It might have started life on the PC three years ago, but the second you start it up FOTONICA feels at home on iOS.
It's all razor-sharp leaping gameplay and stark minimalism, like Canabalt's been flipped 90 degrees and zoomed into a first-person view, then filtered through a Rez-like universe.
Immersion is more evident on the touchscreen, and the net result is a frequently exhilarating, demanding title that plays a lot like a stripped-back Mirror's Edge. Had Mirror's Edge somehow arrived during the rise of 1980s vector arcade games.
On the run
A brief tutorial provides you with all you need to know about the controls. Hold the screen and you run forever forwards, increasing in speed with every passing second.
Let go and you soar majestically into the air. Hold the screen again and you prematurely terminate your arc and slowly begin to descend.
Timing is everything, and a single slip-up spells doom. But the viewpoint, visuals, and floaty nature of the jumping combine in a very odd fashion.
Whereas Canabalt has a constant sense of urgency about it, FOTONICA is akin to being trapped in an android's fever dream. Adrenaline-pumping near-deaths are combinined with an odd sense of serenity as you soar above fragmented semi-abstract scenery.
Leap of faith
Without doubt, it's these visuals that first draw you in. Regardless of any vector titles you've seen before, you've experienced nothing like FOTONICA. You're hurtling headlong through rapidly shifting and disorienting environments.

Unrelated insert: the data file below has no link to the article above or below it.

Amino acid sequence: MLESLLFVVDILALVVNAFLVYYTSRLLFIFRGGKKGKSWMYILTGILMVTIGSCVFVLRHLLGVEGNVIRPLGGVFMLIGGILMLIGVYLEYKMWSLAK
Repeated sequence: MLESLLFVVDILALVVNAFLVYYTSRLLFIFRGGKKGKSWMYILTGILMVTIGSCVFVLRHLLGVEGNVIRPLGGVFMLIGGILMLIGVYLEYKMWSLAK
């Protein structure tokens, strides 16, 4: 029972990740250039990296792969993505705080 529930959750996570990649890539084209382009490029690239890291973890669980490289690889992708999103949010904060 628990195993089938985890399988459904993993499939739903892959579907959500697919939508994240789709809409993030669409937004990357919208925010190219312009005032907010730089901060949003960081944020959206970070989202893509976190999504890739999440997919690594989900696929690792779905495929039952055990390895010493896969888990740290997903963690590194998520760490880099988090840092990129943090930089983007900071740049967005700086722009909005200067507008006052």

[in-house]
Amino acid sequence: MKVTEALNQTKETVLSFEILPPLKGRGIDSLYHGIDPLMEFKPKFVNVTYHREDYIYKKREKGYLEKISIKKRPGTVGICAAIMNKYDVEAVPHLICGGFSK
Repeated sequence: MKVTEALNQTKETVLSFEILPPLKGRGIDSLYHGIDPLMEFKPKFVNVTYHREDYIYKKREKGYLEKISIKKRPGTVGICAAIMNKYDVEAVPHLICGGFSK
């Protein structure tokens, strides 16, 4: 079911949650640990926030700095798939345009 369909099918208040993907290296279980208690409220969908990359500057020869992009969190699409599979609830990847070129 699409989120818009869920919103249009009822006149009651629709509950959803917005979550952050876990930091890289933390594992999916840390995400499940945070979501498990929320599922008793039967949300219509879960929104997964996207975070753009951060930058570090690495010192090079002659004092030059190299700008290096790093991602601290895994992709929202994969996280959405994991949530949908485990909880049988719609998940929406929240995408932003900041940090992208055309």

One level might find you racing along a fragile train track, another sees you careening through corridors that suddenly disappear, leaving you in open space with only a sliver of roadway between you and the abyss.
All the while, a kind of incessant beefed-up Kraftwerk worms its way into your brain, augmented only by the breaths of the increasingly desperate runner. Your final goal appears to be a leap into a never-ending white abyss.
FOTONICA isn't easy. It's initially tough to judge distances, and the finite arcade levels provide a stern test from the off. You might spend multiple attempts running headlong into the same platform, before realising that jumping a split-second earlier would afford you a safer landing and a higher chance of survival.
In later levels you almost need to run on auto-pilot. Not least when the screen goes gold, and the audio muffles slightly to signify your speed has reached breakneck levels.
For gaming geniuses who somehow manage to breeze through such dizzying trials, a harsher hard option awaits, along with three merciless endless modes that will tax even the most adept. And on both iPad and iPhone there's a split-screen versus option, for challenging a friend.
In an increasingly crowded App Store, it's exceptionally rare to see a runner that does something different, but FOTONICA is, ultimately, a fairly one-note affair.
It's the execution of that single note that transforms the title into an experience that somehow feels entirely new.
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